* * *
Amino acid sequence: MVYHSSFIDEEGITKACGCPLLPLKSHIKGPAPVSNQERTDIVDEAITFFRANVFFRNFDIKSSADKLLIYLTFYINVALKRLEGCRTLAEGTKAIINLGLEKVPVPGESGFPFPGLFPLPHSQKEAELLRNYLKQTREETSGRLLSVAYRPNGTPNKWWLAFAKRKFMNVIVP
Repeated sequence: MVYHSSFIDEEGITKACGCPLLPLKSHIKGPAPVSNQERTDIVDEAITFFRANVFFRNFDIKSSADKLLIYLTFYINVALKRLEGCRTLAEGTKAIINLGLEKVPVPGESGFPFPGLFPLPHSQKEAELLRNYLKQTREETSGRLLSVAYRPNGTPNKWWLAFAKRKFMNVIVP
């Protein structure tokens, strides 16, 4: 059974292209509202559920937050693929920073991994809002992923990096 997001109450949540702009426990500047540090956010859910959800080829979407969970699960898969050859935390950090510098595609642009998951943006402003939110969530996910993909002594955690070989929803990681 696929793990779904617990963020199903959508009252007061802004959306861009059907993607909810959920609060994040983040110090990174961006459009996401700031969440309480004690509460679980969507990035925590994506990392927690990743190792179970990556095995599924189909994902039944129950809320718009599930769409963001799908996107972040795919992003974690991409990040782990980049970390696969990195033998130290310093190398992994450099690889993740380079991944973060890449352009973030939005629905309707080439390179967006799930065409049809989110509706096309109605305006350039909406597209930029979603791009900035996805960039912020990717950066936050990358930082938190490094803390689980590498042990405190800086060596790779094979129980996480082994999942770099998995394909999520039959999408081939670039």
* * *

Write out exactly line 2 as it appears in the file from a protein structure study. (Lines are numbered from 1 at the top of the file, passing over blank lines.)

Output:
Repeated sequence: MVYHSSFIDEEGITKACGCPLLPLKSHIKGPAPVSNQERTDIVDEAITFFRANVFFRNFDIKSSADKLLIYLTFYINVALKRLEGCRTLAEGTKAIINLGLEKVPVPGESGFPFPGLFPLPHSQKEAELLRNYLKQTREETSGRLLSVAYRPNGTPNKWWLAFAKRKFMNVIVP